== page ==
Iconic structures take centre stage at The Great Architectural Bake-Off

Cake creations at The Great Architectural Bake-Off last Saturday included those inspired by local condominium The Interlace, the Esplanade and Gardens by the Bay.
Cake creations at The Great Architectural Bake-Off last Saturday included those inspired by local condominium The Interlace, the Esplanade and Gardens by the Bay.ST PHOTO: ALPHONSUS CHERN
Cake creations at The Great Architectural Bake-Off last Saturday included those inspired by local condominium The Interlace, the Esplanade and Gardens by the Bay.
Cake creations at The Great Architectural Bake-Off last Saturday included those inspired by local condominium The Interlace, the Esplanade and Gardens by the Bay.ST PHOTO: ALPHONSUS CHERN
Cake creations at The Great Architectural Bake-Off last Saturday included those inspired by local condominium The Interlace, the Esplanade and Gardens by the Bay.
Cake creations at The Great Architectural Bake-Off last Saturday included those inspired by local condominium The Interlace, the Esplanade and Gardens by the Bay.ST PHOTO: ALPHONSUS CHERN

Iconic structures take centre stage at The Great Architectural Bake-Off

The Esplanade finally lived up to its nickname when it tasted - and smelt - like durian at cake-making competition The Great Architectural Bake-Off last Saturday.

A team from local firm DP Architects won the inaugural contest that challenges the baking skills of designers and architects with a creation shaped exactly like the exterior of the iconic arts centre.

Enclosed within one of the Esplanade's spiky domes was a four-layer cake made from durian and buttercream, while the other was the flavour of another local favourite, chocolate malt drink Milo.

DP Architects' associate director Bernard Tay said the victory was especially sweet. Not only did the firm co-design the actual Esplanade, which recently celebrated its 15th birthday, with British company Michael Wilford & Partners (MWP), the architectural company is also celebrating its 50th year this year.

Mr Tay said: "We chose to do the Esplanade because it was a building our team could all relate to. We all have a personal memory of it."

It was not the only entry inspired by the Esplanade. Property advisory firm Cistri's cake was shaped like the interior of the arts centre's concert hall and was topped with real durian shell.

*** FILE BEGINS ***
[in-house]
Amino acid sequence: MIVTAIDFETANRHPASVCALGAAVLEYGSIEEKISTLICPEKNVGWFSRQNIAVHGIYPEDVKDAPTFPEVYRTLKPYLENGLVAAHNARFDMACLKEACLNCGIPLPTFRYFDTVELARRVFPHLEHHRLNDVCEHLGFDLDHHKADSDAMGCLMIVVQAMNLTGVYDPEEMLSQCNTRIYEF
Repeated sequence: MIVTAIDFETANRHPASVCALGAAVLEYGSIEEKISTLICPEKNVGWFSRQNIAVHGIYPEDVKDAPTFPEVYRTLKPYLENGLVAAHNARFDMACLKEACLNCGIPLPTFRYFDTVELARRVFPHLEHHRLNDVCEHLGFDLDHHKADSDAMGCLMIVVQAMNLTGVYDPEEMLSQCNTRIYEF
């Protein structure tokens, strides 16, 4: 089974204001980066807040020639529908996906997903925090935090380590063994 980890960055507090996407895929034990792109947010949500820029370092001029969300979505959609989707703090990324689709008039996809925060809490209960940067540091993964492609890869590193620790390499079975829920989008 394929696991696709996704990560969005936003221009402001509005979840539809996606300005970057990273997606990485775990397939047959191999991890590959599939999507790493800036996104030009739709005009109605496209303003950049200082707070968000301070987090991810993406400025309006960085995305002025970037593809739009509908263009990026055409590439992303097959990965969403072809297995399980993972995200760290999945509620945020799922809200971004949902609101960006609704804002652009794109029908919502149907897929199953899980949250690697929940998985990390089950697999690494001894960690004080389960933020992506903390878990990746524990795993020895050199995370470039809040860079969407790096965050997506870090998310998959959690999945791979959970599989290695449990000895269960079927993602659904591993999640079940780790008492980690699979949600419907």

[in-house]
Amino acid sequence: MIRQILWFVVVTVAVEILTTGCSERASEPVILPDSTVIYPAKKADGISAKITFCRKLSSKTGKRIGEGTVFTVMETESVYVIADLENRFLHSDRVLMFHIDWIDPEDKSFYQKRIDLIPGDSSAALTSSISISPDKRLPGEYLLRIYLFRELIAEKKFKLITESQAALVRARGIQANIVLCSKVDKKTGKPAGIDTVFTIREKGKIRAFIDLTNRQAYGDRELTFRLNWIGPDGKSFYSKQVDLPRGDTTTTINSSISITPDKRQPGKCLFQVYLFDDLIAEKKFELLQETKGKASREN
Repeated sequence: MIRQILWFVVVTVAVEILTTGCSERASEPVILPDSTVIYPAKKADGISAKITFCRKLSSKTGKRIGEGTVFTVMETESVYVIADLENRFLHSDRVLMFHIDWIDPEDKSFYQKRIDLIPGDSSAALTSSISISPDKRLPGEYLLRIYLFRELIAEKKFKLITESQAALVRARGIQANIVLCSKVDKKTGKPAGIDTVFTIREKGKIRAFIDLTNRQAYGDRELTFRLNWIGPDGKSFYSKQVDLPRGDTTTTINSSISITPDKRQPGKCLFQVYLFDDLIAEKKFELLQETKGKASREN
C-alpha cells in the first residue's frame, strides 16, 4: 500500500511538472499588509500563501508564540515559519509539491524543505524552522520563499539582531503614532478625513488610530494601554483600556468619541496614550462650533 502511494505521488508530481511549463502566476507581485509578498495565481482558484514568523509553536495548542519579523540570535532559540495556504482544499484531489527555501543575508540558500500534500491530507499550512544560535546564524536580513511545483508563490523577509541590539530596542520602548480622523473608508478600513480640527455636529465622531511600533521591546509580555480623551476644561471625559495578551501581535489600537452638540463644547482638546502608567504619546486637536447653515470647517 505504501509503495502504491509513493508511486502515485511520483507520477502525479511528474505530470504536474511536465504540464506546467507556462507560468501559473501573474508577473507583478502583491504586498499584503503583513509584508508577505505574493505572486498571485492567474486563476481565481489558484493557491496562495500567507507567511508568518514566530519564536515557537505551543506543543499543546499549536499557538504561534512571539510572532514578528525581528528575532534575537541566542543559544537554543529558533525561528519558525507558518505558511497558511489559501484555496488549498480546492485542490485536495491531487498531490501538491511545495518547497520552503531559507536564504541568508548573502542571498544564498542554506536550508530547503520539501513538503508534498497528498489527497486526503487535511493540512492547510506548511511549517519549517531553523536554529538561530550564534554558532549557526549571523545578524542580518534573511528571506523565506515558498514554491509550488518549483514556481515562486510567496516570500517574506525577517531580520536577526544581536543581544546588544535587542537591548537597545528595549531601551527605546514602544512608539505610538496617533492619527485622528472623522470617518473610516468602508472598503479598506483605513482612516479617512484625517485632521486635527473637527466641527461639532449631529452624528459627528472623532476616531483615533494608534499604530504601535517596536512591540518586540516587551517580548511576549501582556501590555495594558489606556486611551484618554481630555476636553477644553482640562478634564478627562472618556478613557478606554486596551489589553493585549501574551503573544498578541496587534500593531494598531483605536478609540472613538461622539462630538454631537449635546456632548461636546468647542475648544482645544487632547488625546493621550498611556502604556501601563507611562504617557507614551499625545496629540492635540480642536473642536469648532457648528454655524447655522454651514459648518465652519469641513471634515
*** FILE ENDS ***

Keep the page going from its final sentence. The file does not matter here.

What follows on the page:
There were other edible versions of famous local buildings in the competition, including the Urban Redevelopment Authority's (URA) rendition of award-winning local condominium The Interlace and interior design firm Ministry of Design's replica of iconic local condominium Pearl Bank Apartments.

CPG Consultants' edible version of Gardens by the Bay, which it also had a hand in creating, was deemed the tastiest creation by the judges, thanks to its mix of flavours such as bandung and mango.

Parks + Associates went old-school and created a cake designed like an old shophouse.

Taking inspiration from overseas, global architectural firm WATG made a cake version of the boat-shaped Crowne Plaza Haitang Bay in China. It won second prize.

The tallest entry was architecture firm Gensler's 1m-tall recreation of China's Shanghai Tower.

The Great Architectural Bake Off, organised by WATG and inspired by popular British reality series The Great British Bake Off, held its first edition in London in 2015. It is also organised in New York and the Singapore edition was its first in Asia.

The judging panel in the local edition included executive director of Singapore Institute of Architecture, Mr Fong Hoo Cheong; managing director of The Culinary Institute of America, Ms Eve Felder; and The Business Times' architecture and design correspondent, Ms Tay Suan Chiang.

Ms Felder praised the winning cake's "beauty and simplicity". "It had an amazing attention to detail. Their teamwork was clear from the beginning. When they were putting the whole thing together, they were working like a well-organised machine. The final result was absolutely beautiful."

The event, which was open to the public and attracted about 200 cake and design fans, was part of annual architecture festival Archifest, which ended yesterday.

A version of this article appeared in the print edition of The Straits Times on October 16, 2017, with the headline 'Buildings good enough to eat'. Print Edition | Subscribe